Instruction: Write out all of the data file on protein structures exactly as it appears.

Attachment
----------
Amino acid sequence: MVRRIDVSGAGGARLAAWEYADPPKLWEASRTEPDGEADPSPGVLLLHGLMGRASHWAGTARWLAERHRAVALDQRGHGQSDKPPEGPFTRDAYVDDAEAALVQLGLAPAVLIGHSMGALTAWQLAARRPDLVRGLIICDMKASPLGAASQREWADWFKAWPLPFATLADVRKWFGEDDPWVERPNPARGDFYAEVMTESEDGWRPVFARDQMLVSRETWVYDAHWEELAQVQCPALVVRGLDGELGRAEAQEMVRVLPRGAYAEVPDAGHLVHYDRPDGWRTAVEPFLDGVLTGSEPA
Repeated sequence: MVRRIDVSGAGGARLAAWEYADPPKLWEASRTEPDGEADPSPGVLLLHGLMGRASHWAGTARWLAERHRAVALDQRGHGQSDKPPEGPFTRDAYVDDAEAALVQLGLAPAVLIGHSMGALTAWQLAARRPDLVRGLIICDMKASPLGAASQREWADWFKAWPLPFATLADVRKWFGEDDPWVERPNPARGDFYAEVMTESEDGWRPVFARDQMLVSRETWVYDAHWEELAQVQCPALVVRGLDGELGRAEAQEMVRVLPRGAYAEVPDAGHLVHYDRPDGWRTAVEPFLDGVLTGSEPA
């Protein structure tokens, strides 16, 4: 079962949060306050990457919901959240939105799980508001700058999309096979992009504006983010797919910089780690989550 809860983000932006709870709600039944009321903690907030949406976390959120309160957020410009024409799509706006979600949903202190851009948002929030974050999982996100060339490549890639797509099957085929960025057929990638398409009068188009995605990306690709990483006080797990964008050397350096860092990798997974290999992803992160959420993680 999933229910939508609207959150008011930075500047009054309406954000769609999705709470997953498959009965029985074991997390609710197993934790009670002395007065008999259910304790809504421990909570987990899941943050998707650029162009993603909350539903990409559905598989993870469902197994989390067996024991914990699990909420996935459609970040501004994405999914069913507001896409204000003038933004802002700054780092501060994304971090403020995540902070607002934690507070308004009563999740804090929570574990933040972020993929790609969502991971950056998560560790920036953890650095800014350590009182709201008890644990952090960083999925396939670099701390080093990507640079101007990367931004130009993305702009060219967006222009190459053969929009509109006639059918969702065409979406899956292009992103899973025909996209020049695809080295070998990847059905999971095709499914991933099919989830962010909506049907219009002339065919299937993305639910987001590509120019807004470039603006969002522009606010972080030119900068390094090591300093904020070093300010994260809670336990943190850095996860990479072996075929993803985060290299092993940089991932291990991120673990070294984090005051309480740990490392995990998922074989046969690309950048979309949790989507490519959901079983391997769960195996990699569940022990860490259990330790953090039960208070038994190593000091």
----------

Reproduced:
Amino acid sequence: MVRRIDVSGAGGARLAAWEYADPPKLWEASRTEPDGEADPSPGVLLLHGLMGRASHWAGTARWLAERHRAVALDQRGHGQSDKPPEGPFTRDAYVDDAEAALVQLGLAPAVLIGHSMGALTAWQLAARRPDLVRGLIICDMKASPLGAASQREWADWFKAWPLPFATLADVRKWFGEDDPWVERPNPARGDFYAEVMTESEDGWRPVFARDQMLVSRETWVYDAHWEELAQVQCPALVVRGLDGELGRAEAQEMVRVLPRGAYAEVPDAGHLVHYDRPDGWRTAVEPFLDGVLTGSEPA
Repeated sequence: MVRRIDVSGAGGARLAAWEYADPPKLWEASRTEPDGEADPSPGVLLLHGLMGRASHWAGTARWLAERHRAVALDQRGHGQSDKPPEGPFTRDAYVDDAEAALVQLGLAPAVLIGHSMGALTAWQLAARRPDLVRGLIICDMKASPLGAASQREWADWFKAWPLPFATLADVRKWFGEDDPWVERPNPARGDFYAEVMTESEDGWRPVFARDQMLVSRETWVYDAHWEELAQVQCPALVVRGLDGELGRAEAQEMVRVLPRGAYAEVPDAGHLVHYDRPDGWRTAVEPFLDGVLTGSEPA
């Protein structure tokens, strides 16, 4: 079962949060306050990457919901959240939105799980508001700058999309096979992009504006983010797919910089780690989550 809860983000932006709870709600039944009321903690907030949406976390959120309160957020410009024409799509706006979600949903202190851009948002929030974050999982996100060339490549890639797509099957085929960025057929990638398409009068188009995605990306690709990483006080797990964008050397350096860092990798997974290999992803992160959420993680 999933229910939508609207959150008011930075500047009054309406954000769609999705709470997953498959009965029985074991997390609710197993934790009670002395007065008999259910304790809504421990909570987990899941943050998707650029162009993603909350539903990409559905598989993870469902197994989390067996024991914990699990909420996935459609970040501004994405999914069913507001896409204000003038933004802002700054780092501060994304971090403020995540902070607002934690507070308004009563999740804090929570574990933040972020993929790609969502991971950056998560560790920036953890650095800014350590009182709201008890644990952090960083999925396939670099701390080093990507640079101007990367931004130009993305702009060219967006222009190459053969929009509109006639059918969702065409979406899956292009992103899973025909996209020049695809080295070998990847059905999971095709499914991933099919989830962010909506049907219009002339065919299937993305639910987001590509120019807004470039603006969002522009606010972080030119900068390094090591300093904020070093300010994260809670336990943190850095996860990479072996075929993803985060290299092993940089991932291990991120673990070294984090005051309480740990490392995990998922074989046969690309950048979309949790989507490519959901079983391997769960195996990699569940022990860490259990330790953090039960208070038994190593000091």